Interestingly, the scenario did not actually come with a map. My mind rebelled against this slightly but I did my best to set it up in accordance with the description given in the text:
"The main feature of this battlefield is a large area of high ground that is covered by broken or rough ground known as the Saltanovka Crags. The crags culminate in a significant crest on the defender’s side of the table, which is the objective for attacking forces. To make matters more complex for the attackers, the crags are flanked on either side by marshland. However, a substantial roadway runs from the centre of the attacker’s board edge through the defender’s, bisecting the crags. There is a village in the middle of the board adjacent to the roadway, at the start of the heights. There are also a few other lower hills on the plain beneath the crags."
The article then detailed the particular rules covering the effects of this terrain, such as the reduced movement rate going up the slopes and the fact that the village is dilapidated and isn't really a proper strong point.
The Orders of Battle:
The Imperial Russian Army
Gen Husin (Capable)
1st Brigade: 4 bases of Trained SK1 infantry
2nd Brigade: 2 bases of Veteran SK1 infantry (Grenadiers)
3rd Brigade: 2 bases of Trained SK2 infantry (Light Infantry)
Cavalry: 2 bases of Trained Light Cavalry
Artillery: 1 base of 12lb Foot Artillery, 1 base of 6lb Horse Artillery (*used as a Foot Bty in this game; in the Polemos rules, Horse Btys can't normally be used for long-range bombardment)
The Imperial French Army
C-in-C Gen Deschamps (Capable)
1st Division: Gen Lefort (Capable)
1st Brigade: 2 bases of Trained SK2 Infantry (Light Infantry); 4 bases of Trained SK1 Infantry
2nd Brigade: 4 bases of Trained SK1 Infantry
3rd Brigade: 4 bases of Veteran SK1 Infantry (converged Elite Coys.)
1 x 6lb Foot Bty
Cavalry Brigade: 2 bases of Trained Light Cavalry, 1 base of 6lb Horse Artillery
The French C-in-C was forbidden from committing his elite brigade until the village was cleared.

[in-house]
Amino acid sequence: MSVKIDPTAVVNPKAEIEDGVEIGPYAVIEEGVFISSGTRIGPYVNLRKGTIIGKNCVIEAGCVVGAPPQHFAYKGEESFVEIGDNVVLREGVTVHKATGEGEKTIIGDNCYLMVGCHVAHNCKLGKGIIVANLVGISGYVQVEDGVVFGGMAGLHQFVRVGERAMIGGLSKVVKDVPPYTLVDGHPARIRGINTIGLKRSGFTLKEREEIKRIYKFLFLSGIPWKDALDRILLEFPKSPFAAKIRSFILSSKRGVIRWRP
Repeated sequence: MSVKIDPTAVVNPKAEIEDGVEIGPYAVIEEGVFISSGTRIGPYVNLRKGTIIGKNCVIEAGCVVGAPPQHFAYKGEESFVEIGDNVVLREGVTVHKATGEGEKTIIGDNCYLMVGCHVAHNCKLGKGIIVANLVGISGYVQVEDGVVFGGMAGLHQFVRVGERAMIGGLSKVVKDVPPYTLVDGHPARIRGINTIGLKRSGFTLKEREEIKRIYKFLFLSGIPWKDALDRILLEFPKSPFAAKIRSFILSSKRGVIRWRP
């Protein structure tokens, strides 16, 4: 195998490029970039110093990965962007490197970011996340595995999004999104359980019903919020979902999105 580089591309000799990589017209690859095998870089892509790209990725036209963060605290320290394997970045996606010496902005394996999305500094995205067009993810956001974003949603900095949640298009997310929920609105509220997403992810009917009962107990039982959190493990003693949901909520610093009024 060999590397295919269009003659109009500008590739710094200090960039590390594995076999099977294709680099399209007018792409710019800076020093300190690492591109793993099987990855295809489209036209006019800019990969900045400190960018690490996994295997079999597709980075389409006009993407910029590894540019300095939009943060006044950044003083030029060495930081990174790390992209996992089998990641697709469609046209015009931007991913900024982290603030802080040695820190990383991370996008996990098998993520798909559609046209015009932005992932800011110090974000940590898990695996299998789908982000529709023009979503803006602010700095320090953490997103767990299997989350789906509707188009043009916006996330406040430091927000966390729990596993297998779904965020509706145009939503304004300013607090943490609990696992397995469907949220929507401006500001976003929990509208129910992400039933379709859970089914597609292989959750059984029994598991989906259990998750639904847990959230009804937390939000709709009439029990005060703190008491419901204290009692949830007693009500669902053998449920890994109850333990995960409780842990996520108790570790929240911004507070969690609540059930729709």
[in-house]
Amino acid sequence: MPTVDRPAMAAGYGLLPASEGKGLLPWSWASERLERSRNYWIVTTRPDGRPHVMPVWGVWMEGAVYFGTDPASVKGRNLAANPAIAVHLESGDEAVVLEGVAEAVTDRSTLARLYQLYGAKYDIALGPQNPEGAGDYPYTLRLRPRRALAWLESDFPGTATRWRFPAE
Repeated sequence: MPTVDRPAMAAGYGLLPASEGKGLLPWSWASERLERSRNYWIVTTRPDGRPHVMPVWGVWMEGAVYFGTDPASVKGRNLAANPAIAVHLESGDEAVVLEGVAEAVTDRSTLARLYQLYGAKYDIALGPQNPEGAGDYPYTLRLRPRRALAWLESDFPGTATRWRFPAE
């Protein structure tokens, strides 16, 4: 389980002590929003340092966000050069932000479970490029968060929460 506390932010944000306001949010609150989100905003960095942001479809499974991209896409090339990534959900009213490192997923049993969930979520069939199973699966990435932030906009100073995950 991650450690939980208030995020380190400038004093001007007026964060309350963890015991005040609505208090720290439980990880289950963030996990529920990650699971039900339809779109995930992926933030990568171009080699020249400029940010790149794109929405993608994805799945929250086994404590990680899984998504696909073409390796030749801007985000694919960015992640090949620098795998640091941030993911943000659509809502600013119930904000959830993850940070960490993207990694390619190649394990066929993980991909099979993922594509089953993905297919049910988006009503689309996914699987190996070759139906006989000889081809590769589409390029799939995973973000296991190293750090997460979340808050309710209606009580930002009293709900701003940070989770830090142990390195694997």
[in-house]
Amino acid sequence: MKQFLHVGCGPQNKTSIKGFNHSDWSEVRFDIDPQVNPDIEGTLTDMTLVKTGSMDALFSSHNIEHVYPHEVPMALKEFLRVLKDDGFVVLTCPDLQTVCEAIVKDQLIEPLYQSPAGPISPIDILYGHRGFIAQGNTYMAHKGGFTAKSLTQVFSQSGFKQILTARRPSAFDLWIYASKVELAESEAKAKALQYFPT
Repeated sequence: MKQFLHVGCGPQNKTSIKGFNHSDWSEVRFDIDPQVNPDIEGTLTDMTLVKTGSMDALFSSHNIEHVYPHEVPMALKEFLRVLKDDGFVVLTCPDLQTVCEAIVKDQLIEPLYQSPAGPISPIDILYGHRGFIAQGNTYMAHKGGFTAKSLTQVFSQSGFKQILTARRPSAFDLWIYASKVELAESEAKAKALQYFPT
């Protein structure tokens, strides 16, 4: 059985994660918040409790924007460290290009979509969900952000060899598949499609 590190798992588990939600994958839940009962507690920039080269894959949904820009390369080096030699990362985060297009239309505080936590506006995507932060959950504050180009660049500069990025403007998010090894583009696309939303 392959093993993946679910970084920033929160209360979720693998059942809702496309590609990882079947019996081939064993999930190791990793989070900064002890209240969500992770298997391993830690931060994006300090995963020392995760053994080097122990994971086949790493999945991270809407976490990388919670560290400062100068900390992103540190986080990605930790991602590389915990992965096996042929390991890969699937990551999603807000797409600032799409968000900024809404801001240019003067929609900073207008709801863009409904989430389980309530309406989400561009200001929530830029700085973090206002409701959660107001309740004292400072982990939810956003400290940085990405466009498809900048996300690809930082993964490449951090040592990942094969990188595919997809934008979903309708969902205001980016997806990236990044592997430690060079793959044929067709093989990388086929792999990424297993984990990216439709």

|The French approach along the road from the left; the Russians in defensive positions along the crags and in the village in the centre. The Russian grenadiers remain in reserve (right)|
|View from behind the advancing French columns|
|And the view from behind the Russian defenders. Note that the artillery is placed on the crags on each flank|
|The French columns advance swiftly. Accurate Russian artillery fire causes some delay on the French left-hand column (top)|
|The French columns begin to break out into formations deplyoed for attack! The Russians bring up their Grenadiers to supprt the light infantrymen defending the village|
|A textbook French light infantry attack takes the village and throws out the Russians! The left-hand French infantry find advancing much tougher because of the continuous accurate Russian artillery fire|
|Same position, different perspective. Note the single figure by the Russian column just above the village, indicating its disorder|
|The Russian Jaegers deliver a superbly executed "volley-and-charge" reminiscent of British guardsmen, and knock an attacking French column down the slopes.|
|The French prepare an attack from the village to try and force the pass|
|And from a bit further out|
|The end of the battle as the French force's morale collapsed, two of the three infantry brigades being now spent. The Russian light infantrymen maintained their discipline and this kept the Russian force from facing a similar collapse.|
A fast, interesting, enjoyable game, played out as usual for me using the Polemos General de Division rules.
As ever, hills are very considerable obstacles in this ruleset and I continue to internally debate the case for reducing the defensive modifiers somewhat. The Russians did get a bit luckier generally on the key dice rolls too! The formation and force morale rolls also played a typically big part in the game. The early collapse of the Russian grenadier brigade (a 1-in-6 chance) left the Russians within one more broken formation of a possible army collapse for the rest of the game - fortunately for them, they rolled well (low) after this disaster. The French on the other hand failed four key morale rolls in a row which led to the collapse of two infantyr brigades and then the whole army's morale. In retrospect, the French were slightly drawn into an attack on too wide a front and would have done better to mask the slopes and force the pass until the leading Russian high positions were bypassed. Better luck next time!
The table was a 4'x3' board. Figures Baccus 6mm Napoleonics, with buildings by Timecast. The game took just over an hour of playing time, with the game lasting 11 turns (c.55 minutes of game time). This scenario was very well designed and gave a good game. I am still in two minds about the lack of a map though. A part of me thinks "a picture is worth 1000 words" but a part of me thinks that it is a good way of ensuring players just use the closest thing they have to hand, rather than stressing too much about trying to match an imaginary map. I suppose much will depend on wether the scenario requires very precisely laid terrain to make it work.